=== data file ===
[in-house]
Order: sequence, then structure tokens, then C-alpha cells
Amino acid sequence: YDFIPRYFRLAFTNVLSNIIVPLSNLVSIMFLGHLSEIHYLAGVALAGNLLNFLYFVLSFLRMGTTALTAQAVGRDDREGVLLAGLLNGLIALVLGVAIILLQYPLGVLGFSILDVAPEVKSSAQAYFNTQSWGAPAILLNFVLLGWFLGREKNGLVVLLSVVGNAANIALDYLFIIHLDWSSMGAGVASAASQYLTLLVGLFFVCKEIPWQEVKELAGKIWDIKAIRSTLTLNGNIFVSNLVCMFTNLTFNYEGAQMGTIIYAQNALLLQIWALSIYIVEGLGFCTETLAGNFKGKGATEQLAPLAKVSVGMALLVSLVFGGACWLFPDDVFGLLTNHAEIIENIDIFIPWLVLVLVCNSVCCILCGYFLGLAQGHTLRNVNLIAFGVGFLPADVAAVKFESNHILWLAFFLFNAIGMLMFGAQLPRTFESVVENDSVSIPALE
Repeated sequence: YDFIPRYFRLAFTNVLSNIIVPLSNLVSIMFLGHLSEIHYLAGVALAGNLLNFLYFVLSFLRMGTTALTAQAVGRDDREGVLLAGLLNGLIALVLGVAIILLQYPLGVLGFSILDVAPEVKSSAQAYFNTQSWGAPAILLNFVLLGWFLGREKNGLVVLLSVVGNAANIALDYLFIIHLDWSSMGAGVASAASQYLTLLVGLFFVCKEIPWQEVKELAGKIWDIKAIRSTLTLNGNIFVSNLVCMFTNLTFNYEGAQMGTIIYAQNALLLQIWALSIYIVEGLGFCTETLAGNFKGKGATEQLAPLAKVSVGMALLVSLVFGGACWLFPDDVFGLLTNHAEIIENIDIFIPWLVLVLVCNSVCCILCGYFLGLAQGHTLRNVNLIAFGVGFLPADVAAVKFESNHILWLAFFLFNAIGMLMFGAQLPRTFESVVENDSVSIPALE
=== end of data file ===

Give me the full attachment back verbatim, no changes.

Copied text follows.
[in-house]
Order: sequence, then structure tokens, then C-alpha cells
Amino acid sequence: YDFIPRYFRLAFTNVLSNIIVPLSNLVSIMFLGHLSEIHYLAGVALAGNLLNFLYFVLSFLRMGTTALTAQAVGRDDREGVLLAGLLNGLIALVLGVAIILLQYPLGVLGFSILDVAPEVKSSAQAYFNTQSWGAPAILLNFVLLGWFLGREKNGLVVLLSVVGNAANIALDYLFIIHLDWSSMGAGVASAASQYLTLLVGLFFVCKEIPWQEVKELAGKIWDIKAIRSTLTLNGNIFVSNLVCMFTNLTFNYEGAQMGTIIYAQNALLLQIWALSIYIVEGLGFCTETLAGNFKGKGATEQLAPLAKVSVGMALLVSLVFGGACWLFPDDVFGLLTNHAEIIENIDIFIPWLVLVLVCNSVCCILCGYFLGLAQGHTLRNVNLIAFGVGFLPADVAAVKFESNHILWLAFFLFNAIGMLMFGAQLPRTFESVVENDSVSIPALE
Repeated sequence: YDFIPRYFRLAFTNVLSNIIVPLSNLVSIMFLGHLSEIHYLAGVALAGNLLNFLYFVLSFLRMGTTALTAQAVGRDDREGVLLAGLLNGLIALVLGVAIILLQYPLGVLGFSILDVAPEVKSSAQAYFNTQSWGAPAILLNFVLLGWFLGREKNGLVVLLSVVGNAANIALDYLFIIHLDWSSMGAGVASAASQYLTLLVGLFFVCKEIPWQEVKELAGKIWDIKAIRSTLTLNGNIFVSNLVCMFTNLTFNYEGAQMGTIIYAQNALLLQIWALSIYIVEGLGFCTETLAGNFKGKGATEQLAPLAKVSVGMALLVSLVFGGACWLFPDDVFGLLTNHAEIIENIDIFIPWLVLVLVCNSVCCILCGYFLGLAQGHTLRNVNLIAFGVGFLPADVAAVKFESNHILWLAFFLFNAIGMLMFGAQLPRTFESVVENDSVSIPALE